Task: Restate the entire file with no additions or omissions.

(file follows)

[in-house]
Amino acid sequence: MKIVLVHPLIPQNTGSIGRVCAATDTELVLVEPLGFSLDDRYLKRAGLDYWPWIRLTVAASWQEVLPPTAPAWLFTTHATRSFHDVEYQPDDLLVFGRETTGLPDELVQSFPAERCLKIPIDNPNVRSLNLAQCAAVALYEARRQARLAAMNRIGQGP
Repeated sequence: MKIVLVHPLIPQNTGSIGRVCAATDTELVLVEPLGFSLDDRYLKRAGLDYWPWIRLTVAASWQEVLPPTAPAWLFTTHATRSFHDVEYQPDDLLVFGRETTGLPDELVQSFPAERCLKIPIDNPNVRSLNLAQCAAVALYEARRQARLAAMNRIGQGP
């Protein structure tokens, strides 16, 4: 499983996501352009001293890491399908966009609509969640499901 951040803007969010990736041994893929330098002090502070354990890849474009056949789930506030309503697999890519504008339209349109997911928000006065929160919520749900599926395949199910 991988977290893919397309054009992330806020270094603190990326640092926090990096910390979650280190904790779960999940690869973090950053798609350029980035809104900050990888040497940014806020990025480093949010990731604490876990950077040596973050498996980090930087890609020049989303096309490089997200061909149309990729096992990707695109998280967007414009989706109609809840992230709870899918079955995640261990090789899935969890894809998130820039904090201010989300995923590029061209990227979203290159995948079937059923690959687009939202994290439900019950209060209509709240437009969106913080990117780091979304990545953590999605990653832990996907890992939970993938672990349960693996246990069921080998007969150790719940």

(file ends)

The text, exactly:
[in-house]
Amino acid sequence: MKIVLVHPLIPQNTGSIGRVCAATDTELVLVEPLGFSLDDRYLKRAGLDYWPWIRLTVAASWQEVLPPTAPAWLFTTHATRSFHDVEYQPDDLLVFGRETTGLPDELVQSFPAERCLKIPIDNPNVRSLNLAQCAAVALYEARRQARLAAMNRIGQGP
Repeated sequence: MKIVLVHPLIPQNTGSIGRVCAATDTELVLVEPLGFSLDDRYLKRAGLDYWPWIRLTVAASWQEVLPPTAPAWLFTTHATRSFHDVEYQPDDLLVFGRETTGLPDELVQSFPAERCLKIPIDNPNVRSLNLAQCAAVALYEARRQARLAAMNRIGQGP
């Protein structure tokens, strides 16, 4: 499983996501352009001293890491399908966009609509969640499901 951040803007969010990736041994893929330098002090502070354990890849474009056949789930506030309503697999890519504008339209349109997911928000006065929160919520749900599926395949199910 991988977290893919397309054009992330806020270094603190990326640092926090990096910390979650280190904790779960999940690869973090950053798609350029980035809104900050990888040497940014806020990025480093949010990731604490876990950077040596973050498996980090930087890609020049989303096309490089997200061909149309990729096992990707695109998280967007414009989706109609809840992230709870899918079955995640261990090789899935969890894809998130820039904090201010989300995923590029061209990227979203290159995948079937059923690959687009939202994290439900019950209060209509709240437009969106913080990117780091979304990545953590999605990653832990996907890992939970993938672990349960693996246990069921080998007969150790719940």